I was wrong. We need to support each other and not compare the ways in which we are hurt.

Once, someone told me she might have been date raped. I was silent and not in the holding space good way. I stared and waited and watched for her lead. I thought, “Ugh oh. This could be messy. You better be sure.” I left her alone with her feelings and figuring if or what to do or say.

I let fear and discomfort trump decency and care.

I failed her.

When I told this same woman I was becoming afraid of my ex, she told me that it’s “just drama” unless I was going to file a restraining order.

She failed me.

How does this happen even between women and feminists?

Because we ingest, internalize and repeat what we learn. We minimize and normalize and make light. We treat others as we have been treated.

The stalker guy was a man I loved once. His ex wife said he snuck into her bedroom at night to erase messages he sent her so she couldn’t use them in court and had a restraining order against him.

I didn’t believe her. I didn’t believe it. I was sure she was the exception, the rare % who lie about abuse.

I believed him until I was her.

I am ashamed of my own behavior.

I share it because I am not the only woman who has tolerated, made excuses for and even protected predatory behavior. I share it because this is the way me normalize what’s not normal.

This is what Obama’s speech helped me see more clearly.

This too is part of the cycle we must break. This is part of the way women learn to be in the world when we go through life without appropriate shock, outrage and support.

Me. My sister. My mother. We have made light of our own experiences and that of others.

All the “don’t mean harm” and they aren’t “really” dangerous or “let’s not make a big deal” crap doesn’t help anyone. All the “toughen up” and “don’t dwell” and “don’t be so sensitive” advice is incessant.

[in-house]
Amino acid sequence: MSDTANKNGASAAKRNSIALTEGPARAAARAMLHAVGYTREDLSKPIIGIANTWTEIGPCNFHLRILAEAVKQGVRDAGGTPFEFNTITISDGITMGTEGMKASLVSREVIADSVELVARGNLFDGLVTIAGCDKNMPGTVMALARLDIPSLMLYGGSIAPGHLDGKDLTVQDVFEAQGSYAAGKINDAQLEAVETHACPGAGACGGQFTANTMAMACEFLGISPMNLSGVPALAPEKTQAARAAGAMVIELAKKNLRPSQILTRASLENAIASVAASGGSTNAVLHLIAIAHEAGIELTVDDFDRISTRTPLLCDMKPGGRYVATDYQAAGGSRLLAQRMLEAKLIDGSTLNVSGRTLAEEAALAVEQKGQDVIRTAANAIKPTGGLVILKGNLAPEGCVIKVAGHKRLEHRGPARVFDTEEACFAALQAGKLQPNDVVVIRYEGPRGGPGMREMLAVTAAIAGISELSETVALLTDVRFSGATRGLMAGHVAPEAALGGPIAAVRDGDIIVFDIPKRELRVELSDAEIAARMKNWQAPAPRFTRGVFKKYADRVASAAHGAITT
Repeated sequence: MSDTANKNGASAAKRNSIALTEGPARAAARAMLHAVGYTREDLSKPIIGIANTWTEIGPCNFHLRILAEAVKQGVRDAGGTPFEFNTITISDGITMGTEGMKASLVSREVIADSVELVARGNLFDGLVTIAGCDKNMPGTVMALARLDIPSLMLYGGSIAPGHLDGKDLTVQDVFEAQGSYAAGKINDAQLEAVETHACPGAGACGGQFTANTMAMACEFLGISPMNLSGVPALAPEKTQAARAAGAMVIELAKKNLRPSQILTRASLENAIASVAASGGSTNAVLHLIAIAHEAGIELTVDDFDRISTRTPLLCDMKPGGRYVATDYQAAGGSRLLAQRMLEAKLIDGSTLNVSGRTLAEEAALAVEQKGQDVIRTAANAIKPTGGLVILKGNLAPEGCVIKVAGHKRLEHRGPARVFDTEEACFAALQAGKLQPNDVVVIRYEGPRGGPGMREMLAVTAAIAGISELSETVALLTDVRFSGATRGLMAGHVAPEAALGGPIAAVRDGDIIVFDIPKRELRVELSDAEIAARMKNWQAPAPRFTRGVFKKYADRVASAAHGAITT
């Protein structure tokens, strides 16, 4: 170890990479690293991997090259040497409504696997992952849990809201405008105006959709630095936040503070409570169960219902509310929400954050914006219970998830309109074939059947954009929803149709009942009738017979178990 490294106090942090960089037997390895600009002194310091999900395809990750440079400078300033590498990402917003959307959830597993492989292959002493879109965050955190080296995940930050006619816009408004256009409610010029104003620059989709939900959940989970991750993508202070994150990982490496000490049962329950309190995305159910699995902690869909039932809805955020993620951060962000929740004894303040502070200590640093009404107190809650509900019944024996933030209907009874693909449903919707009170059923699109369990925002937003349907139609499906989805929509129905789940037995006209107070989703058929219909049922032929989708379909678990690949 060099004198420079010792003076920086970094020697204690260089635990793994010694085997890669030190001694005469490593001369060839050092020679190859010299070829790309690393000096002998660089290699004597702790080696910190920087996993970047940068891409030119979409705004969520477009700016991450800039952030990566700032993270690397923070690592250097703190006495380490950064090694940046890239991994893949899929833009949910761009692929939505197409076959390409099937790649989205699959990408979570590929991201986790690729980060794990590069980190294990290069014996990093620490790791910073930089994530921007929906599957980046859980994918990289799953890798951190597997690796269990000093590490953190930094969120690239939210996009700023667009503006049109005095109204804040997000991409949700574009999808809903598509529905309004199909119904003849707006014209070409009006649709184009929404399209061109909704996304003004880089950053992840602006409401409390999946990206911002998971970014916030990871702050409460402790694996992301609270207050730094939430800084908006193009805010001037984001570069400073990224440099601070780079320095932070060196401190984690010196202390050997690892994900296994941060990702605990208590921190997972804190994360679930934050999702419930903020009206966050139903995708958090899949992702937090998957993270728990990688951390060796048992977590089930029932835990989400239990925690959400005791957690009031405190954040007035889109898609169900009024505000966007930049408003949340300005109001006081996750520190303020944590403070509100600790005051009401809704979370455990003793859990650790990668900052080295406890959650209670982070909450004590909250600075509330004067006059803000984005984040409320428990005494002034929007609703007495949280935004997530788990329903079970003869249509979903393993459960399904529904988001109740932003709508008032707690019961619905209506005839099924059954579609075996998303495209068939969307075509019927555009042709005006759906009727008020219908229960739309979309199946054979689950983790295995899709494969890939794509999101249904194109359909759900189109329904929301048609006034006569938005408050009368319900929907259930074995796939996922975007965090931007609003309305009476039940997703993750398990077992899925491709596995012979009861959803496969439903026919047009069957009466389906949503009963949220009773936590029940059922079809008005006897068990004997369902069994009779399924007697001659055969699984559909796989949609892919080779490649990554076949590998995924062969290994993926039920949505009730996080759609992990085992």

These are the words we hear and they hurt too as much as what they are said to defend.

We learn to lie to ourselves and pretend it wasn’t so bad because…

It could be worse.

No one else seems to mind.

Others are living with it.

Because we don’t want to be too sensitive-feisty-uppity or difficult. Because we are told we should forgive-lighten up-move or not make things difficult.

I learned to make excuses and lie. I learned to check out of my body and pay attention to the ceiling, the next task or to worry more about others than myself.

I learned I might not be supported or believed. I learned I might lose more by speaking up.

That’s why when I first heard what Trump said, at first, I shrugged. I thought, “Just that?”

The reckoning I’m having is with myself.

For what I have lived with. For what I have accepted. For what I have normalized.

For how I have been failed and even more how I have failed others.

Having tolerated, lived with and grown up with sexual predators, sexism and violence has consequences that ripple throughout society.

It’s with me still today in how I hear the news and how I show up and act as a lover, a partner, a friend and as a parent.

It’s how I inhabit my own self. My four-year old self cried and insisted, “I’m a good girl.”

I was not wrong. But along the way I learned to stop crying out and to suck it up.

I knew it was wrong to make a game of me, that I shouldn’t be asked “Are you a good girl or a bad boy” and I looked to my own mother to make it stop.

She didn’t. She couldn’t.

So I just got used to creepy behavior. I got used to home being filled with love and lies.

I made light of Trump’s words. I shouldn’t have.

It took a full week to even feel offended, to get un-numb and to land back in my own body.


“And I told them, I told them that they deserve to be treated with dignity and respect. And I told them that they should disregard anyone who demeans or devalues them and that they should make their voices heard in the world.”

Children can’t disregard parents, coaches, priests or neighbors. It’s not possible. That’s part of the problem.

But when I heard Michelle Obama I got to be a little girl again and for a moment, though I am the same age as she, I was nurtured and raised up by her words. She was Mama Obama and wise and strong.

I believed her. She believed me.

That’s what I want to do for myself and other women every time.

You are not broken

You Matter Mantras

  • Trauma sucks. You don't.
  • Write to express not to impress.
  • It's not trauma informed if it's not informed by trauma survivors.
  • Breathing isn't optional.

You Are Invited Too & To:

Speak Your Mind